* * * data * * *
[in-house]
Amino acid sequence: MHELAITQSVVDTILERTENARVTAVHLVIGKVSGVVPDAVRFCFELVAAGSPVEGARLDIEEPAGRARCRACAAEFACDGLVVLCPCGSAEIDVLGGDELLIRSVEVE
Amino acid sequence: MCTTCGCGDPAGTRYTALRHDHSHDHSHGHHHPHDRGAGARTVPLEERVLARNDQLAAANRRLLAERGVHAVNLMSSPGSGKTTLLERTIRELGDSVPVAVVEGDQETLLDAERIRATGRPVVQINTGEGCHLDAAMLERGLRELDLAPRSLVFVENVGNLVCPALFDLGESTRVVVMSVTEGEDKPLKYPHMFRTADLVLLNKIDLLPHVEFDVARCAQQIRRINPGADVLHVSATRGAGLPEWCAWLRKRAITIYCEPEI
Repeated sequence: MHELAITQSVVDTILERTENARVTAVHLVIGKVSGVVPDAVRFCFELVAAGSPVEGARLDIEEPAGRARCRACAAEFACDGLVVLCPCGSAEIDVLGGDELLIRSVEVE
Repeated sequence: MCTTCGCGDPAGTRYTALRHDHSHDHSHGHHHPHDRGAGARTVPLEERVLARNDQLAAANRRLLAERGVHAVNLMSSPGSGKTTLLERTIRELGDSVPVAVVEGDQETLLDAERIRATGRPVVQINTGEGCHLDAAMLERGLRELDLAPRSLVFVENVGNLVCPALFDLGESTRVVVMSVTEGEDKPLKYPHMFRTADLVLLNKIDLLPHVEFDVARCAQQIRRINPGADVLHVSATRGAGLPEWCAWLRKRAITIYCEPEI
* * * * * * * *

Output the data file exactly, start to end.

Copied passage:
[in-house]
Amino acid sequence: MHELAITQSVVDTILERTENARVTAVHLVIGKVSGVVPDAVRFCFELVAAGSPVEGARLDIEEPAGRARCRACAAEFACDGLVVLCPCGSAEIDVLGGDELLIRSVEVE
Amino acid sequence: MCTTCGCGDPAGTRYTALRHDHSHDHSHGHHHPHDRGAGARTVPLEERVLARNDQLAAANRRLLAERGVHAVNLMSSPGSGKTTLLERTIRELGDSVPVAVVEGDQETLLDAERIRATGRPVVQINTGEGCHLDAAMLERGLRELDLAPRSLVFVENVGNLVCPALFDLGESTRVVVMSVTEGEDKPLKYPHMFRTADLVLLNKIDLLPHVEFDVARCAQQIRRINPGADVLHVSATRGAGLPEWCAWLRKRAITIYCEPEI
Repeated sequence: MHELAITQSVVDTILERTENARVTAVHLVIGKVSGVVPDAVRFCFELVAAGSPVEGARLDIEEPAGRARCRACAAEFACDGLVVLCPCGSAEIDVLGGDELLIRSVEVE
Repeated sequence: MCTTCGCGDPAGTRYTALRHDHSHDHSHGHHHPHDRGAGARTVPLEERVLARNDQLAAANRRLLAERGVHAVNLMSSPGSGKTTLLERTIRELGDSVPVAVVEGDQETLLDAERIRATGRPVVQINTGEGCHLDAAMLERGLRELDLAPRSLVFVENVGNLVCPALFDLGESTRVVVMSVTEGEDKPLKYPHMFRTADLVLLNKIDLLPHVEFDVARCAQQIRRINPGADVLHVSATRGAGLPEWCAWLRKRAITIYCEPEI